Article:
As the newest member of the chaplaincy team I wanted to take this opportunity to introduce myself. Originally from Pukekohe, I studied Philosophy at Waikato, then spent 5 and a half years studying theology and discerning the priesthood at Holy Cross Seminary in Auckland. When, after a major epiphany, I decided to leave the seminary, the adventure of discernment continued, taking me to the UK, where I got married to Cheryl and then started my PhD in theology just before the birth of our first child, Daisy-Ann (now 7). After three years away I returned to New Zealand with my little family, completed my studies, and worked for four years in young adult formation at the Catholic Discipleship College. That time at CDC saw the arrival of two more children, Abigail (now 3) and Joachim (1 year old).
Being a student and working with students, you soon learn the power and significance (and sometimes the burden) of writing – writing essays and reports, reviewing and analysing the writing of others. What follows is an excerpt from my PhD thesis which I offer here as a little Easter-themed reflection, using the analogy of writing to shed some light on who Jesus is.
I’m drawing from a Good Friday sermon by John Fisher, Bishop of Rochester, England (he died in 1535). The sermon is centred on the vision of the prophet Ezekiel in which the prophet is handed a scroll: “and he spread it before me; and it had writing on the front and on the back, and there were written on it words of lamentation and [songs] and woe” (Ezek 2:10). For Fisher, the scroll is an analogy for Jesus crucified. He describes Jesus as a book, “written within and without”. On the inside of the leaves of that book is written a single word, his divine Sonship (Logos) while on the outside, on the parchment of his flesh, is written “three manner of things: … Lamentations, songs, and woe.”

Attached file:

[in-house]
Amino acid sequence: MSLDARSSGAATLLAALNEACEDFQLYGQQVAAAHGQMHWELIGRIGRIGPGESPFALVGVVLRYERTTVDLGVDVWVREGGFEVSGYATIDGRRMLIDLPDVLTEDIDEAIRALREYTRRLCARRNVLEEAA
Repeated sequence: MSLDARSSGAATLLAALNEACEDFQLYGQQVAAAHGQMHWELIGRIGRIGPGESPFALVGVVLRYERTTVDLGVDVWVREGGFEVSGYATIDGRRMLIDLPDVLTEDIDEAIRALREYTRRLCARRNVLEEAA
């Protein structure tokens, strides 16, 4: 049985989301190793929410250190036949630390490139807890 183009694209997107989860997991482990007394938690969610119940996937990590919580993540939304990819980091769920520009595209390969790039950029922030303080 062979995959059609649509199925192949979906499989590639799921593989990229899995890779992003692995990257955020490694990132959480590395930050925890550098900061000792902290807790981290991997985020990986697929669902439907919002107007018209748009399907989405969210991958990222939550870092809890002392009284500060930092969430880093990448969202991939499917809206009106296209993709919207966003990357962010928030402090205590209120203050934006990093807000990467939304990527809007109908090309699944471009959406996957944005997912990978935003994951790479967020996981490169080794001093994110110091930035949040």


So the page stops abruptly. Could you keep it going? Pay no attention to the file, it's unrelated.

On the pages of Christ’s scourged and crucified flesh the small letters are the marks of the whip, and in addition to these there are also “great Capital Letters . . . illumined with rose colour” and these are “the great wounds of his body, in his hands, and in his feet, and in his side.” It is these illumined capital letters that will remain in the Resurrection. We know this from the Gospel of Luke: “See my hands and my feet, that it is I myself” (Lk 24:39), the Gospel of John: “he showed them his hands and his side” (Jn 20:20), and it is hinted at again in the Book of Revelation: “I saw a Lamb standing, as though it had been slain” (Rev 5:6).
If the wounds are, as Fisher has it, a kind of text, then what does it mean? Fisher understands the “lamentations, songs and woe” as follows.
First is lamentation . . . For whosoever will [joy] with Christ, must first sorrow with him. And by sorrow and lamentation he may come unto [joy]: But he that will not sorrow and lament with Christ here in this life, he shall come finally to the place where is everlasting woe”.
It is striking to note that what, according to Fisher, is written on the flesh of Jesus is not simply a message to which we may or may not respond. Rather, because it is we who, by our sins, have scourged him and crucified him, the words are our words and our responses just as much as they are God’s revelation to us. The wounds are the obscenities that by our rejection of God we have etched upon the flesh of Christ, like a scrawl of hideous graffiti. And yet by bearing them with unwavering love he has transformed them, given them a new meaning. Through love they have become a most poignant and persuasive poetry that invites a heartfelt response from us – a response that involves sorrowful repentance leading to joyful song. To respond in this way is to lament because the wounds are our own work, while at the same time to delight in the beauty of this corpus-text – Jesus risen from the dead. To refuse to recognise this ‘graffiti’ as our own and to resist the invitation of this ‘poetry’ is to harden our hearts and so, cut off from our only hope, to enter into everlasting woe.
Let us pray that Jesus, who did not leave any written record in this world but is himself the Eternal Word of God, transforming our wayward words into the saving message of love, may be with us in our studies, especially as we write, granting us wisdom and peace, and guiding us into the fullness of the truth. Amen.